Incrementing after release (iOS)

Preview release: 1.0.0-beta.1 -> 1.0.0-beta.2

GA Release: 1.1.0 -> 1.2.0-beta.1

GA Hotfix Release: 1.0.0 -> 1.0.1

Go

Go releases the source code of the repository in a single unit of source code. It does not ship packages to any package managers. Because the Go repo ships from the master branch, code going into the master branch must be in a completed state and ready to ship.

A Go release includes a Tag and Release (e.g. sdk/azcore/v0.13.0) on GitHub and documentation in pkg.go.dev (e.g. sdk/azcore).

Release tags for Go are made up of a prefix and a version. The prefix points to the module in the repository, while the version is the semantic import version for release. Read more about Go tags for release here.

Incrementing after release (Go)

Preview release: sdk/<module path>/v0.1.0. -> v0.2.0

GA Release: sdk/<module path>/v1.1.0 -> v1.2.0

GA Hotfix Release: v1.0.0 -> v1.0.1

Beta Releases and GA Graduation

The Azure SDK team may choose to create a beta release for several reasons:

  • Service itself has features in preview and client library must be updated accordingly
  • Testing and receiving feedback on new API designs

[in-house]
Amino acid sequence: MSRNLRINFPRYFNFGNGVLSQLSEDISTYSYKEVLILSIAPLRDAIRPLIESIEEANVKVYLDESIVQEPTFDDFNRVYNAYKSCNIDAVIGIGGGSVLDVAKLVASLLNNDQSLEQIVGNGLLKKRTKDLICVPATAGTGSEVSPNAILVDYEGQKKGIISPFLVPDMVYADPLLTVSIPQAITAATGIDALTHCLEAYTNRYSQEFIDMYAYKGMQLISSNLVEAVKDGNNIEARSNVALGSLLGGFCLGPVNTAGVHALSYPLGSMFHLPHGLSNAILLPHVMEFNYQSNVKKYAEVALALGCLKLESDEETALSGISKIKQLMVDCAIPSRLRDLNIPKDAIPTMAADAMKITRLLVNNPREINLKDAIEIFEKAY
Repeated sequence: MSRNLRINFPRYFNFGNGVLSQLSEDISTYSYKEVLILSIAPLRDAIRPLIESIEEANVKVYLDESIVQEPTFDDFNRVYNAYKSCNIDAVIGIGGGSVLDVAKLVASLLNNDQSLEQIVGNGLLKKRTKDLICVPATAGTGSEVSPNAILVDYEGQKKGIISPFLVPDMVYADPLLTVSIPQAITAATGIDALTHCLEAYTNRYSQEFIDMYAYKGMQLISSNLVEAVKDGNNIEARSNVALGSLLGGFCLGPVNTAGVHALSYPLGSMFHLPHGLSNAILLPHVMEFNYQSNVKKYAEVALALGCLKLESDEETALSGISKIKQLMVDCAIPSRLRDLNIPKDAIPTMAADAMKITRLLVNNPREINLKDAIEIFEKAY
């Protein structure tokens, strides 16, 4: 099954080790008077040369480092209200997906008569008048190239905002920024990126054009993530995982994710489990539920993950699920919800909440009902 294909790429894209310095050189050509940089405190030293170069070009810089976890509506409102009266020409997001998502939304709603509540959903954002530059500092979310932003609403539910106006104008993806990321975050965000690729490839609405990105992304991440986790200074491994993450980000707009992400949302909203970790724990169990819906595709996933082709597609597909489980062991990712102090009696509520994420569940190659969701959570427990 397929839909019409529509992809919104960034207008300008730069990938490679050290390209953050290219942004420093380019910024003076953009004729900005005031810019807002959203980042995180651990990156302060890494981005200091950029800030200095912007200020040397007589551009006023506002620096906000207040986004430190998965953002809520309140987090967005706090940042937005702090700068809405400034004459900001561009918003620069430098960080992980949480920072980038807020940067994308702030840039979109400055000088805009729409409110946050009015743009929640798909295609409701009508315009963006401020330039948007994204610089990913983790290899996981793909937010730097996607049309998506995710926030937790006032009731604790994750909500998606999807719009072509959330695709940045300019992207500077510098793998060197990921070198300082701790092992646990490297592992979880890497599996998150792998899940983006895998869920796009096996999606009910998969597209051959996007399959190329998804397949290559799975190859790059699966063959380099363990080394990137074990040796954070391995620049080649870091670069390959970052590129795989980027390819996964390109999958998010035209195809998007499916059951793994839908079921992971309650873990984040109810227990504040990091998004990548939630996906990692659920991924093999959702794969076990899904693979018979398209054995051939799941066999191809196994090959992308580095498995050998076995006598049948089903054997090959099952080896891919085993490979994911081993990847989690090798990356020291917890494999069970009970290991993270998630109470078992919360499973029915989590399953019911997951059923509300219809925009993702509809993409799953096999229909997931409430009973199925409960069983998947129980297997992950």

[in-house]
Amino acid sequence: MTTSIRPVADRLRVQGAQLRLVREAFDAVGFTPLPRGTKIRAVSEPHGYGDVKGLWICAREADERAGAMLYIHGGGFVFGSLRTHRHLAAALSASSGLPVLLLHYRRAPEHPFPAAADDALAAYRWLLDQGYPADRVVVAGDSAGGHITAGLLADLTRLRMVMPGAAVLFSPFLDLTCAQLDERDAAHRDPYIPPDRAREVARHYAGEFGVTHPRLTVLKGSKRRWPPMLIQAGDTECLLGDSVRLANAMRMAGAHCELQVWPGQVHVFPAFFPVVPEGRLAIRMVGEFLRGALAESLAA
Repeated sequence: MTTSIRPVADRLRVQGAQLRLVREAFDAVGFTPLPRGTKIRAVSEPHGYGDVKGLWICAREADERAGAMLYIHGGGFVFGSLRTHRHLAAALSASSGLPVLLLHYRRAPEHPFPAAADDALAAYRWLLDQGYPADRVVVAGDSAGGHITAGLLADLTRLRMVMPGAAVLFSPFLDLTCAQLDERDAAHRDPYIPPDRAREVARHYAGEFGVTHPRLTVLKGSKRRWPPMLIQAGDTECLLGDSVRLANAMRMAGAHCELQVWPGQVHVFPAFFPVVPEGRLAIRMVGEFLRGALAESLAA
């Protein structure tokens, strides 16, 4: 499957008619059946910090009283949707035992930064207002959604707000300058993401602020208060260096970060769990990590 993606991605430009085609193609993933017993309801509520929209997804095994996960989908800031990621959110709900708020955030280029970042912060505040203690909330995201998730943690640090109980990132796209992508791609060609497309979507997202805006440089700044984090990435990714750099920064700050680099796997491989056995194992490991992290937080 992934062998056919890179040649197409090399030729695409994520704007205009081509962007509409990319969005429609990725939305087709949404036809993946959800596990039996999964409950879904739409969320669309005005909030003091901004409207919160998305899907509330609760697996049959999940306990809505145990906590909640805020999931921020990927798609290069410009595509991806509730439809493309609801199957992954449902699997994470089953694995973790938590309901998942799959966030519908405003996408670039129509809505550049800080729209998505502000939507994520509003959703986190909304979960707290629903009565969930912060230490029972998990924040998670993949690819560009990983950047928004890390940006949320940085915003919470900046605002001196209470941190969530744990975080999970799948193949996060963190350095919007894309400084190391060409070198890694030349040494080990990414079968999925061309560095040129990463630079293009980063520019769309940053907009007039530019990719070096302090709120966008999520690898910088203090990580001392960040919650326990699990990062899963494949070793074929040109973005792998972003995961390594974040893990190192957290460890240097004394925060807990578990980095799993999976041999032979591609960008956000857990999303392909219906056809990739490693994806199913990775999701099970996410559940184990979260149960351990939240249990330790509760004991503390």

• Stress and performance testing for new SDK features is incomplete

To create a beta, the release must:

  • Have initial documentation.
    • Full API documentation.
    • A quick start guide for using the SDK.
    • How to guides for champion scenarios.
  • Have a clear README file with guidelines for how the community can submit feedback.

  • Receive an initial Architecture Board review.

  • Receive an initial design review from the service team (may be combined with architecture review).

  • Ratify shipping dependencies with the service team.
    • If the service must ship before the SDK can ship, establish timeline for preview and GA in the service.
    • If the SDK contains customer-critical features, establish which features these are and what customer expectations exist.
  • If changes are substantial, refer to internal documentation for starting a release notification process in support.

  • All service features supported by the SDK must be publicly available.

  • Support for at least 2 languages. Preferably, support one statically typed language (such as C# or Java) and one dynamically typed language (such as TypeScript or Python).

To graduate to GA, a beta release must:

  • Support all four tier-1 languages (.NET, Java, Python, TypeScript) unless there is a good (and documented) reason to not include support for one of the languages.

  • Have final documentation.
    • Conceptual documentation for how the service works.
    • Samples of common uses cases for the service.
  • Have a beta release available for at least one month to allow for community feedback.

  • Have no known critical bugs.

  • Have three reference customers external to the Azure organization who have given feedback on the library.

  • Rely on non-preview API versions.

  • Pass stress and performance testing and have unit, functional, performance and stress tests meeting maturity stage 1 or higher.

  • Receive a final Architecture Board review.

  • Receive final design sign-off from service team.